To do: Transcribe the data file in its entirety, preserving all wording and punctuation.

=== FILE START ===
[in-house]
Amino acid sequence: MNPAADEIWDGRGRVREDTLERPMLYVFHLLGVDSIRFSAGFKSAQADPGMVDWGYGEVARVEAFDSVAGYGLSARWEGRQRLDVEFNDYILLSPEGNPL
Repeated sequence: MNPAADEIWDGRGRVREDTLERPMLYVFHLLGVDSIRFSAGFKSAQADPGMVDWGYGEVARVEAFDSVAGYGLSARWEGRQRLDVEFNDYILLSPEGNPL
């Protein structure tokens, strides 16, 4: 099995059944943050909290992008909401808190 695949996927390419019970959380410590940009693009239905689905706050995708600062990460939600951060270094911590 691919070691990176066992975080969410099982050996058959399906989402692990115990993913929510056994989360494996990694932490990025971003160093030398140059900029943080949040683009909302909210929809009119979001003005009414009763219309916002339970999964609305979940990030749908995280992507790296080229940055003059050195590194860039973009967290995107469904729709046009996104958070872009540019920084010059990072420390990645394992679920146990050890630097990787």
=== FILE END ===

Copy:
[in-house]
Amino acid sequence: MNPAADEIWDGRGRVREDTLERPMLYVFHLLGVDSIRFSAGFKSAQADPGMVDWGYGEVARVEAFDSVAGYGLSARWEGRQRLDVEFNDYILLSPEGNPL
Repeated sequence: MNPAADEIWDGRGRVREDTLERPMLYVFHLLGVDSIRFSAGFKSAQADPGMVDWGYGEVARVEAFDSVAGYGLSARWEGRQRLDVEFNDYILLSPEGNPL
């Protein structure tokens, strides 16, 4: 099995059944943050909290992008909401808190 695949996927390419019970959380410590940009693009239905689905706050995708600062990460939600951060270094911590 691919070691990176066992975080969410099982050996058959399906989402692990115990993913929510056994989360494996990694932490990025971003160093030398140059900029943080949040683009909302909210929809009119979001003005009414009763219309916002339970999964609305979940990030749908995280992507790296080229940055003059050195590194860039973009967290995107469904729709046009996104958070872009540019920084010059990072420390990645394992679920146990050890630097990787």